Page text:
Disc brakes have
be used in professional road racing for the first time.
Three riders on Team Roompot, a Dutch Pro Continental team, are using SRAM’s Red 22 HydroR hydraulic disc brakes at the Eneco Tour this week, marking the first time discs have been ridden in professional road racing.
Wholesale legalization of discs is still a year or so away, but the UCI is allowing teams to test the technology in races in August and September.
SRAM worked closely with the Roompot mechanics and riders for training and setup, and the company was “eager to test-race the bikes,” according to Michael Zellman, SRAM’s PR and media manager. Eneco marked the company’s first opportunity to do so.
“We see hydraulic brakes playing a significant role in the advancement of performance road bikes, they are simply a better system in all conditions,” Zellman said.
Not all pros, or manufacturers, agree. But the march toward discs in road racing seems increasingly inevitable.
Bringing an entire industry together along with teams, mechanics, and riders, will take time — much more than the two months the UCI has allotted for testing in 2015.
Since the UCI’s April announcement that it would allow disc test runs in August and September, manufacturers and teams have scrambled — some more energetically than others — to pull together the required equipment. Though teams indicated early on that test runs at the Tour of Utah and the USA Pro Challenge were likely, Utah passed without a rotor in sight, and a dozen teams contacted by VeloNews have all shelved plans to test in Colorado.
Why is it taking so long? The path to road discs is not without hurdles.
Many frame manufacturers don’t have race-ready disc frames available, as they chose to roll out the technology on more casual, endurance-style frames. Trek only has discs on the Domane, Cannondale brought them to the Synapse, and Giant to the Defy, for example. All fit and handle differently than their race-bred siblings, the bikes that pros are accustomed to riding.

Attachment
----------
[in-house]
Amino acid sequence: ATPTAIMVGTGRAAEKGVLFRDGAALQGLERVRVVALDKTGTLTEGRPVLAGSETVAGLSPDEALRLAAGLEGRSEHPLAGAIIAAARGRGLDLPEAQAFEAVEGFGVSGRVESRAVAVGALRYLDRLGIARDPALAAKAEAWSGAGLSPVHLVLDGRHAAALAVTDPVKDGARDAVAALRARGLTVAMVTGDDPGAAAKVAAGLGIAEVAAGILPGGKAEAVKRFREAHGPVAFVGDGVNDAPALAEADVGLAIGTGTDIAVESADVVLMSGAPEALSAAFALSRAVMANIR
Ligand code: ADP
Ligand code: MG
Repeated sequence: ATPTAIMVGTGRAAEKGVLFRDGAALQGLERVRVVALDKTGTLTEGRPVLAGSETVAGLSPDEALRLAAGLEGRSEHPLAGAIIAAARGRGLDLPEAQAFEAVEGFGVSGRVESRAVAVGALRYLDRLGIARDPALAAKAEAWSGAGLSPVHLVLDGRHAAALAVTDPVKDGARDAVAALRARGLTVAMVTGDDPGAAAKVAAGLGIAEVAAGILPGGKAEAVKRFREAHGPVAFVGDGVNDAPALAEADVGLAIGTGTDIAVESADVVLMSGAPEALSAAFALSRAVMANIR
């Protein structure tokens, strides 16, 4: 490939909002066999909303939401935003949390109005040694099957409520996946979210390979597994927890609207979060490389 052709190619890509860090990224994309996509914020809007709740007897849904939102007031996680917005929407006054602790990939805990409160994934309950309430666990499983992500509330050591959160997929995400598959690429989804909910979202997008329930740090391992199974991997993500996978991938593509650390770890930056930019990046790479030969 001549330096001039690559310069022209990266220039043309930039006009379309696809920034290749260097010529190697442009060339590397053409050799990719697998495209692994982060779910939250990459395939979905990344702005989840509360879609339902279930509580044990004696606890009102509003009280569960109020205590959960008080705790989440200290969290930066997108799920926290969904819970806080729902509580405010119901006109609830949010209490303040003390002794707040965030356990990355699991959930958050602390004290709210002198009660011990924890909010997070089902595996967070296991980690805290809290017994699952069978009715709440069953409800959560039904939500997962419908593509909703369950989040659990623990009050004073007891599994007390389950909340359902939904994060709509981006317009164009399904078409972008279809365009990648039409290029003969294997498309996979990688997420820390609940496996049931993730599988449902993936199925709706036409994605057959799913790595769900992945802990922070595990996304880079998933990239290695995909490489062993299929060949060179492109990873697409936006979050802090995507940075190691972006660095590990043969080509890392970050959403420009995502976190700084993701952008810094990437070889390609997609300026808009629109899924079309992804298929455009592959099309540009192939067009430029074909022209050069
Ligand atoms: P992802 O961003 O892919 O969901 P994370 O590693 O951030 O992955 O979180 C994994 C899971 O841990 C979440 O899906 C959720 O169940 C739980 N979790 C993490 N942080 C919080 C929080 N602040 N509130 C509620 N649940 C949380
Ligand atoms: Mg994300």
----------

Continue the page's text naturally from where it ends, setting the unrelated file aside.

Further test runs at the Vuelta a España are likely. Trek Factory Racing is planning to test discs in Spain using custom-built aluminum frames, according to the team’s Trek Bicycles liaison, Matt Shriver. A mechanic for Cannondale-Garmin, which has its service course in Girona, Spain, indicated at the end of the Tour de France that a Vuelta test was likely for that team as well, using Synapse disc frames.
BMC will not provide disc bikes to its team in 2015, technical representative Stefano Cattai said. Specialized is keeping any plans, or lack thereof, close to its chest, declining to comment on the use of discs within its WorldTour squads, Tinkoff-Saxo and Astana.
Mavic, which provides neutral support wheels to races on both sides of the Altantic, has been preparing for discs since the UCI announcement in April, according to brand manager Chad Moore. The company is working with teams to make sure the Ksyrium Disc wheels inside its bright yellow support cars have the right rotors and, when possible, the right axle standards, Moore said.
Having the right neutral wheel won’t always be possible, at least not at first, as axle types and rotor size remains remain subject to debate. It does appear that a 142×12 rear thru-axle standard is set to take hold in a big way, but manufacturing lead times dictate that many of the frames currently available are still off the back. With all the axle and rotor variables currently in play, Mavic, or any other neutral wheel supplier, would need more than two dozen wheels in each car just to cover all the possibilities.
The test period was requested by team organization AIGCP, not industry group WFSGI, which has long lobbied for discs’ eventual inclusion in pro racing but favors a slightly slower transition as some of its members are yet to bring disc products to market.